Teaching Profession

New-Style Teachers’ Union Resorts to Old-Style Tactics

By Jeff Archer — September 03, 1997 3 min read

Held up as a model of a progressive teachers’ union that stands for both school improvement and workers’ rights, the Columbus Education Association in Ohio appears caught in an old-fashioned labor-management dispute.

Frustrated by the pace of contract negotiations this summer, the 4,700-member CEA voted last week to implement immediately “work to the rule,” meaning teachers in the state capital will stop performing duties unspecified in their contract. As a result, the educators won’t be volunteering to attend after-school student activities or take part in optional orientation sessions, for example.

Although not calling for an immediate work stoppage, the rank and file also gave union leaders the green light to call a strike if further negotiations this month break down. In the meantime, they’ll begin informational picketing at school administration offices. This is the closest the union has come to a strike since 1975, when teachers staged a five-day walkout.

“It’s a tragedy that we’re in this circumstance,” CEA President John Grossman said.

More than seven months of negotiations have failed to yield an agreement between leaders of the National Education Association affiliate and officials of the 63,000-student district. The latest three-year contract expired in July.

Money Still Issue?

Although salary is on the table, leaders of the Columbus union say many of their demands are on issues related to school improvement. They’ve been pushing for a greater emphasis on remedial-reading programs in the early grades, smaller class sizes, and stricter enforcement of the student discipline code.

“To see us pursuing progressive things and not getting anywhere is frustrating,” Mr. Grossman said.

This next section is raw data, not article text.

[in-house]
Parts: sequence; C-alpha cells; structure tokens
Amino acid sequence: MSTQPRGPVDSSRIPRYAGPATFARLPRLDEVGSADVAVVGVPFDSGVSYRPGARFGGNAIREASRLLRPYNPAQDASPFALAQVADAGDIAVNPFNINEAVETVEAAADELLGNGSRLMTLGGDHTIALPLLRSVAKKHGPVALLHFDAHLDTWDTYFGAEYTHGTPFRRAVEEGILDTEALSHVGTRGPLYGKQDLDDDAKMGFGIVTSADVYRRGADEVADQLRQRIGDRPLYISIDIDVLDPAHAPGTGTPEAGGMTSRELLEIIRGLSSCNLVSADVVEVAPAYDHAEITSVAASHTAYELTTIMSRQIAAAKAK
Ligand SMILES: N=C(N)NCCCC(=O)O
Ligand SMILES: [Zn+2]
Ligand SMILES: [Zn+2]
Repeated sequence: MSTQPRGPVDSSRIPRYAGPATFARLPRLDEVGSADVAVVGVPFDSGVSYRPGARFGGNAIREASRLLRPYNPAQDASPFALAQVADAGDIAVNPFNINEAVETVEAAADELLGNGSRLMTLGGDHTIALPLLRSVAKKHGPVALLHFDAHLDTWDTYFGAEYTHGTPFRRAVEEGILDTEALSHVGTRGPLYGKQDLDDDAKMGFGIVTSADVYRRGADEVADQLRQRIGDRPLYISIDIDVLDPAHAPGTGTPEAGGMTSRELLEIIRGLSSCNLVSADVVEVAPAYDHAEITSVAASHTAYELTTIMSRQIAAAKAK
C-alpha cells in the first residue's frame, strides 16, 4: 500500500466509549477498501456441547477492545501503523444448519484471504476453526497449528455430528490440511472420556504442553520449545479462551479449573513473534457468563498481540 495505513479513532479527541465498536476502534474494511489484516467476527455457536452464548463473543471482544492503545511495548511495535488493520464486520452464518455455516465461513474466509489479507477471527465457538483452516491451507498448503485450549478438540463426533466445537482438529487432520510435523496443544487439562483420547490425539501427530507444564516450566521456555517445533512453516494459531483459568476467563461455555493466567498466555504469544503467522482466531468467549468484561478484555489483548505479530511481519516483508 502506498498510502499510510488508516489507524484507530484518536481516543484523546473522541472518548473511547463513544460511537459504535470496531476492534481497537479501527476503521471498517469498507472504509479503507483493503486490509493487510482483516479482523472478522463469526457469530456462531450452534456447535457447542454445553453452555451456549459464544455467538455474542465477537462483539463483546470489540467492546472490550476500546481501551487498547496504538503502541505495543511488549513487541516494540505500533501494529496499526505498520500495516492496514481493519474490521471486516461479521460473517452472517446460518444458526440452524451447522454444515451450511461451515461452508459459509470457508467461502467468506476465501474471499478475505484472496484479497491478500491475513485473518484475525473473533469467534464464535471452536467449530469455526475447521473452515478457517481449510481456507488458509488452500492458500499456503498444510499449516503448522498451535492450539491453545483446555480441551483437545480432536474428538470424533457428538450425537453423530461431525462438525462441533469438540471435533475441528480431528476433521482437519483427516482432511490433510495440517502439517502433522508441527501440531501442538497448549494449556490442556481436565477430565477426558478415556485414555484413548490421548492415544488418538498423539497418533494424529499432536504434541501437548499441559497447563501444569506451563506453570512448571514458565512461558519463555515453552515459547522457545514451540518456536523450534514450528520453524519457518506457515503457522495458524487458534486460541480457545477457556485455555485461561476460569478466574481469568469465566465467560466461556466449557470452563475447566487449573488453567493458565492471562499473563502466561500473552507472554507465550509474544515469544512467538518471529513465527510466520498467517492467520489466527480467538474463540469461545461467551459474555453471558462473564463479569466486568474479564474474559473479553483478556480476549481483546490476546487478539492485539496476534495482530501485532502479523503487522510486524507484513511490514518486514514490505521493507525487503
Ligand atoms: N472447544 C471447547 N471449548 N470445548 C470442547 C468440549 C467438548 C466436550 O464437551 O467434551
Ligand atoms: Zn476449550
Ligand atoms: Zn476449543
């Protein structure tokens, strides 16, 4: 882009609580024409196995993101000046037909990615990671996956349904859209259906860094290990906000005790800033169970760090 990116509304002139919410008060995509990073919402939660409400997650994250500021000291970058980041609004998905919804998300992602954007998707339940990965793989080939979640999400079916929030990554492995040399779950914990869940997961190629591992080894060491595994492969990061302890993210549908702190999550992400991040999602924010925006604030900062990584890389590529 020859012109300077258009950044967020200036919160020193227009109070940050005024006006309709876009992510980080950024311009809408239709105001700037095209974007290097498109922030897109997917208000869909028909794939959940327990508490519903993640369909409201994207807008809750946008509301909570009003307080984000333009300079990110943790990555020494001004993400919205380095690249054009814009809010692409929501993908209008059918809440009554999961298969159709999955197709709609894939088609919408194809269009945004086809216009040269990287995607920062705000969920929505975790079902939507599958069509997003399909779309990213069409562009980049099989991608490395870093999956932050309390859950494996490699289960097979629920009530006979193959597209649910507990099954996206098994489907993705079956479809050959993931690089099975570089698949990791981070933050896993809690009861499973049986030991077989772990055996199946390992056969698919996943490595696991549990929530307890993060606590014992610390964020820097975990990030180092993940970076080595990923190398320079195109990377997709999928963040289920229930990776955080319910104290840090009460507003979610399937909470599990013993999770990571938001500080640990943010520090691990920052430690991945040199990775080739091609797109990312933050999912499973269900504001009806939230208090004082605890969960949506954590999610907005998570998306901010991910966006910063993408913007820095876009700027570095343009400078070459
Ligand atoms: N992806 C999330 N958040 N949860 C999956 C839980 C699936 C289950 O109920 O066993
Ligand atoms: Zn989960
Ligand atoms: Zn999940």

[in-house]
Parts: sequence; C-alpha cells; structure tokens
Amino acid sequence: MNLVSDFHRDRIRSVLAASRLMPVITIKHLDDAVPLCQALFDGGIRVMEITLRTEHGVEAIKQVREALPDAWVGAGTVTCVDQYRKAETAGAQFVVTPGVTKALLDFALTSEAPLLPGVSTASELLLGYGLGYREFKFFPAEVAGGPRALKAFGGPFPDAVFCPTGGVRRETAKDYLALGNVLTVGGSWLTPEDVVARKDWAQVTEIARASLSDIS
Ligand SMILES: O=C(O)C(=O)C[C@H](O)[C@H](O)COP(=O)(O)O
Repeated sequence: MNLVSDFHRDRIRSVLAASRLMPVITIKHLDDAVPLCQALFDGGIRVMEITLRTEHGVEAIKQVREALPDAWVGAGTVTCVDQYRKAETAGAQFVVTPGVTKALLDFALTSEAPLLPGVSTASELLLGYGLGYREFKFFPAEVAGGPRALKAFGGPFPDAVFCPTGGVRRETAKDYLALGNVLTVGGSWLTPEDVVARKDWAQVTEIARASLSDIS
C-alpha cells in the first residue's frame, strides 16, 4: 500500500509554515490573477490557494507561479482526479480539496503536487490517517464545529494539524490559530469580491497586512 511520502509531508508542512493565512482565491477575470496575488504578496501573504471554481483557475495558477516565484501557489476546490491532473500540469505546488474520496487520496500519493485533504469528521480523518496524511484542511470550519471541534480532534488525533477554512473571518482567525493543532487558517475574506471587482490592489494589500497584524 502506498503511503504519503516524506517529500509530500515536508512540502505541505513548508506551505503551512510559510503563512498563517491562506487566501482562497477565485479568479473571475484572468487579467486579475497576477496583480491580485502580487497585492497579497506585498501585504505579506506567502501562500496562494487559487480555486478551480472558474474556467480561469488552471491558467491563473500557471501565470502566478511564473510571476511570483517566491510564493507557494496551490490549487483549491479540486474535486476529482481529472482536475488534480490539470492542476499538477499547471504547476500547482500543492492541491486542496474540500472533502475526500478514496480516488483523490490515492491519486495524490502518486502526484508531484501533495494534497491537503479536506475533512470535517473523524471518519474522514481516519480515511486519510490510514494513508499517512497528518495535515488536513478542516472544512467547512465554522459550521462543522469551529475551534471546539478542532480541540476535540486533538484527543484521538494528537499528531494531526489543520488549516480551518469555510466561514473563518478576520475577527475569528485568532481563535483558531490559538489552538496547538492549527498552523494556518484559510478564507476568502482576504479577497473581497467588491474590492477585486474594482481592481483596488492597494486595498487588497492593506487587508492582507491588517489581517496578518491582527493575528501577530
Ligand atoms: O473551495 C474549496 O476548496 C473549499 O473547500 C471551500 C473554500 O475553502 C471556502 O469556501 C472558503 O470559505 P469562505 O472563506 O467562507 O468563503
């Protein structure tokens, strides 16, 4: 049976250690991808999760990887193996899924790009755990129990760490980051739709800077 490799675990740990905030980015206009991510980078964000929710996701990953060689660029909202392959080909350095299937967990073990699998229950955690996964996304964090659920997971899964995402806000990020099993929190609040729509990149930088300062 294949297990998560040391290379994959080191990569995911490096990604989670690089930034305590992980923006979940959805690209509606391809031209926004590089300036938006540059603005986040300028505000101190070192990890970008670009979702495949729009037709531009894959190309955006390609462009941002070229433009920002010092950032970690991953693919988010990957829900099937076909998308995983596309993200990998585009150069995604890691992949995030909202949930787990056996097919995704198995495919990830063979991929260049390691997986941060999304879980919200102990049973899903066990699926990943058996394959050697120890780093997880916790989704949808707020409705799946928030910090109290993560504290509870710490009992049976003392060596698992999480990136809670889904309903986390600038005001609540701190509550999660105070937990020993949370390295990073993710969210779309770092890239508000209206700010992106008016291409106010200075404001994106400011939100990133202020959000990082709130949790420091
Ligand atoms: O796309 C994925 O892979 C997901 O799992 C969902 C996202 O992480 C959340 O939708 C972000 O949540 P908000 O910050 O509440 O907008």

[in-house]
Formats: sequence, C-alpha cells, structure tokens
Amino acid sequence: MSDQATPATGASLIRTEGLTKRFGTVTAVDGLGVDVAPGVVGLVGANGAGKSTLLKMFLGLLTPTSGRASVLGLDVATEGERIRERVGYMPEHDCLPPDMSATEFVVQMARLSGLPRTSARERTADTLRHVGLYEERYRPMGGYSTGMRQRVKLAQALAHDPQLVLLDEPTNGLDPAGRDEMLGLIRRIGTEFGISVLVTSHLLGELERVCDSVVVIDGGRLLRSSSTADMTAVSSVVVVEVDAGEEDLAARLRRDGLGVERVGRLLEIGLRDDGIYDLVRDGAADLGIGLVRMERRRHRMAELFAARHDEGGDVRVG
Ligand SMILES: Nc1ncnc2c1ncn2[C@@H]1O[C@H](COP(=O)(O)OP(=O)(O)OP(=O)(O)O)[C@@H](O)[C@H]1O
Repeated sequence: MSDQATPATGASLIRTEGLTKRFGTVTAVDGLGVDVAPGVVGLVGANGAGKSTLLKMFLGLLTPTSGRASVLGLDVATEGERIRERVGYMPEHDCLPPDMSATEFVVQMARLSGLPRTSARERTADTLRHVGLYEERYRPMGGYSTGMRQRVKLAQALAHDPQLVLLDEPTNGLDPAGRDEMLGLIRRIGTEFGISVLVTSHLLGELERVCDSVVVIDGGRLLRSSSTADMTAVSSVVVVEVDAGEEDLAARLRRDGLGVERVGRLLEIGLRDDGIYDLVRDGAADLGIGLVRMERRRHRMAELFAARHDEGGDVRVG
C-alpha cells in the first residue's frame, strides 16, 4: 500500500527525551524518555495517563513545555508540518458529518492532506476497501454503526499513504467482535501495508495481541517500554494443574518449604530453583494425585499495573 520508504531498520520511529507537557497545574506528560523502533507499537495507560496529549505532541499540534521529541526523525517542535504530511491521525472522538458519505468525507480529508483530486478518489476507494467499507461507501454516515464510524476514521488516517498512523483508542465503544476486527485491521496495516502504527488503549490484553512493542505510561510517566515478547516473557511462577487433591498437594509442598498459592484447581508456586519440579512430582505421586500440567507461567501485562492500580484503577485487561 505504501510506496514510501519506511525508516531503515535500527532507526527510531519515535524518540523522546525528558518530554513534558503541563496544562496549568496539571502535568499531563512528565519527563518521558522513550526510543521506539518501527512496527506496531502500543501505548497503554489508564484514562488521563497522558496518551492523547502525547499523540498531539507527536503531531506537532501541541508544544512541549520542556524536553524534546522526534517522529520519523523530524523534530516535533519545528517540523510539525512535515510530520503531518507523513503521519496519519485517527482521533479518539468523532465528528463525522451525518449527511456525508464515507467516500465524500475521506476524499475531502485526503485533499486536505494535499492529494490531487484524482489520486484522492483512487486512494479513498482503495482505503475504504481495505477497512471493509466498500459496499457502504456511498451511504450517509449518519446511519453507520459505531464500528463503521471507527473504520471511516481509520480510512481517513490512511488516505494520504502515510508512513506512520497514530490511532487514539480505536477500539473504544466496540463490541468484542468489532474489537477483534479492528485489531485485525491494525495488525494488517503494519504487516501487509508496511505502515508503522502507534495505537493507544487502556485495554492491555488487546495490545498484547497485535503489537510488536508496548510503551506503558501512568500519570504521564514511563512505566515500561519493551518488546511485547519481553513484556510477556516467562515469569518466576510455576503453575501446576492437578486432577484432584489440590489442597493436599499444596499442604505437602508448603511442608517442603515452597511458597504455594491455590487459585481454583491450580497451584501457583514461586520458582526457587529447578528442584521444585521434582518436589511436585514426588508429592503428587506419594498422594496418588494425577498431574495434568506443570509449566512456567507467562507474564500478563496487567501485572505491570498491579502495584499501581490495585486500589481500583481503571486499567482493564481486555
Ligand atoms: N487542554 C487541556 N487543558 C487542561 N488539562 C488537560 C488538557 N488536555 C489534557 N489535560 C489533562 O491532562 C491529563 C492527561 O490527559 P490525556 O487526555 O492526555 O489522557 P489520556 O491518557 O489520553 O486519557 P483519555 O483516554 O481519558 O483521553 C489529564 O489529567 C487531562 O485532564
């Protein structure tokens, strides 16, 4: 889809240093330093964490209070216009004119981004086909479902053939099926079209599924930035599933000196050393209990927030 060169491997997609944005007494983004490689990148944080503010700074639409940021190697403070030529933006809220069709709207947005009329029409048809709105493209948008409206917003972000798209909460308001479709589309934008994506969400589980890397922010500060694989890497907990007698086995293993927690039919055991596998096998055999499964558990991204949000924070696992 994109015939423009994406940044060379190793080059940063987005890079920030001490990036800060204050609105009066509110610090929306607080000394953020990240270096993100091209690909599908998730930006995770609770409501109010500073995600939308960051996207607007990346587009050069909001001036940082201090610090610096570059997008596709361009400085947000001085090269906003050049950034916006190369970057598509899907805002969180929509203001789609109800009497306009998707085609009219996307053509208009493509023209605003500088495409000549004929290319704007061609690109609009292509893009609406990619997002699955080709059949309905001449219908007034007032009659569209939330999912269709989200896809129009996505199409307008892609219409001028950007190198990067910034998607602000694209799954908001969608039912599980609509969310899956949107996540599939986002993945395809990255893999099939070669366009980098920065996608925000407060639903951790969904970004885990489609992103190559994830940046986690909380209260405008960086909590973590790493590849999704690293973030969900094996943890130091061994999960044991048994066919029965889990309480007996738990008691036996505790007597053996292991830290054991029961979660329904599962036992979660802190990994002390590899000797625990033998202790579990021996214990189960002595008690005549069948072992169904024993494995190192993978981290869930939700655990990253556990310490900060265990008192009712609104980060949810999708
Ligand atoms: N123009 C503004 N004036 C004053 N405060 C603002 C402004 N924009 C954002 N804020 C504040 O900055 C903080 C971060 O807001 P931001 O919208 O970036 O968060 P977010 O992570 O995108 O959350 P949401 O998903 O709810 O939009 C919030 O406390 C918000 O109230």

District officials want strict new policies on teacher absenteeism and an expansion of principals’ power to choose their teaching staffs.

The Columbus dispute comes as national teacher leaders are advocating a departure from the old industrial-style unionism in which locals concentrate almost exclusively on issues of job security, salaries, and working conditions.

EA President Bob Chase has praised the CEA as a union that has focused on school improvement through its peer-review practices.

Long before the national organization endorsed the idea this summer, the Columbus affiliate created a peer-review program that allows teachers to evaluate each other’s job performance.

Columbus district officials say the district’s demands also are intended to drive school improvement. And many of the initiatives the union is pushing would carry a hefty price tag, they say.

“Those have big dollar costs,” said Greg Scott, the district’s chief negotiator. “And that goes not just with staff, but with building space.”

The two sides will continue bargaining with the help of a federal mediator. If that effort fails, the union will again poll members before going on strike.

Under Ohio law, teachers must give 10 days’ notice before walking off the job.

Detroit Opens as Planned

Although Columbus is one of a handful of districts grumbling about a possible strike, the nation’s major districts appear to have begun the school year without any actual work stoppages.

Despite threats of a walkout, teachers in the 11,500-member Detroit Federation of Teachers voted last week to start school without a new contract. Leaders of the American Federation of Teachers local and school officials agreed to pursue binding arbitration to settle remaining differences.

Teachers in the 3,000-student Burrillville, R.I., district delayed the start of school last week, and teachers in the 2,300-student Massac County, Ill., district have been out since Aug. 20.

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